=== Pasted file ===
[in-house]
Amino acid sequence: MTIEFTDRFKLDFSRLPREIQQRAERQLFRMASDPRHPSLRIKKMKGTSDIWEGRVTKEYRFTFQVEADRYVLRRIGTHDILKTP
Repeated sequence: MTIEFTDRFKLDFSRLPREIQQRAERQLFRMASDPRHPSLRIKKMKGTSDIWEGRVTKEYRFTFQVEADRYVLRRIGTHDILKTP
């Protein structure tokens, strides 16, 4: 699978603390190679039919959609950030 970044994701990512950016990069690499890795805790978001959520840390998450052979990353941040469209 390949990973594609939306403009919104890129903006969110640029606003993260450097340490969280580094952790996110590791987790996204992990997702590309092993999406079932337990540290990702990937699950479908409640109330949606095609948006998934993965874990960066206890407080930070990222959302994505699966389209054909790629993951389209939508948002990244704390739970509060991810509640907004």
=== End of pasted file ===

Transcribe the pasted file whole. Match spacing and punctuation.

[in-house]
Amino acid sequence: MTIEFTDRFKLDFSRLPREIQQRAERQLFRMASDPRHPSLRIKKMKGTSDIWEGRVTKEYRFTFQVEADRYVLRRIGTHDILKTP
Repeated sequence: MTIEFTDRFKLDFSRLPREIQQRAERQLFRMASDPRHPSLRIKKMKGTSDIWEGRVTKEYRFTFQVEADRYVLRRIGTHDILKTP
């Protein structure tokens, strides 16, 4: 699978603390190679039919959609950030 970044994701990512950016990069690499890795805790978001959520840390998450052979990353941040469209 390949990973594609939306403009919104890129903006969110640029606003993260450097340490969280580094952790996110590791987790996204992990997702590309092993999406079932337990540290990702990937699950479908409640109330949606095609948006998934993965874990960066206890407080930070990222959302994505699966389209054909790629993951389209939508948002990244704390739970509060991810509640907004």